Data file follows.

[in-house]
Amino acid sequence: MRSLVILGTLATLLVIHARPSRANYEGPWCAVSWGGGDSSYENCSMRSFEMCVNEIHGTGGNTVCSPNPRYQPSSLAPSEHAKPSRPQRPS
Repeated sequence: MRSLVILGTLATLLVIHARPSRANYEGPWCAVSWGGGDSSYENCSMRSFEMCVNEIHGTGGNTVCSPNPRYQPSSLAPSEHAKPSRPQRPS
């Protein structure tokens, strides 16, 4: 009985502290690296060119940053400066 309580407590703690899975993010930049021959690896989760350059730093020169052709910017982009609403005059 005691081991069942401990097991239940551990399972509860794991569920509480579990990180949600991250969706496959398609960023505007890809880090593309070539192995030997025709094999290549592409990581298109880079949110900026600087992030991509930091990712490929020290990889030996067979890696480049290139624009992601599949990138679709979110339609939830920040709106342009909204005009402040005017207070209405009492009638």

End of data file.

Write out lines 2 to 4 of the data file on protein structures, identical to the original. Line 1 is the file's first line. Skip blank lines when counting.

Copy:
Amino acid sequence: MRSLVILGTLATLLVIHARPSRANYEGPWCAVSWGGGDSSYENCSMRSFEMCVNEIHGTGGNTVCSPNPRYQPSSLAPSEHAKPSRPQRPS
Repeated sequence: MRSLVILGTLATLLVIHARPSRANYEGPWCAVSWGGGDSSYENCSMRSFEMCVNEIHGTGGNTVCSPNPRYQPSSLAPSEHAKPSRPQRPS
């Protein structure tokens, strides 16, 4: 009985502290690296060119940053400066 309580407590703690899975993010930049021959690896989760350059730093020169052709910017982009609403005059 005691081991069942401990097991239940551990399972509860794991569920509480579990990180949600991250969706496959398609960023505007890809880090593309070539192995030997025709094999290549592409990581298109880079949110900026600087992030991509930091990712490929020290990889030996067979890696480049290139624009992601599949990138679709979110339609939830920040709106342009909204005009402040005017207070209405009492009638």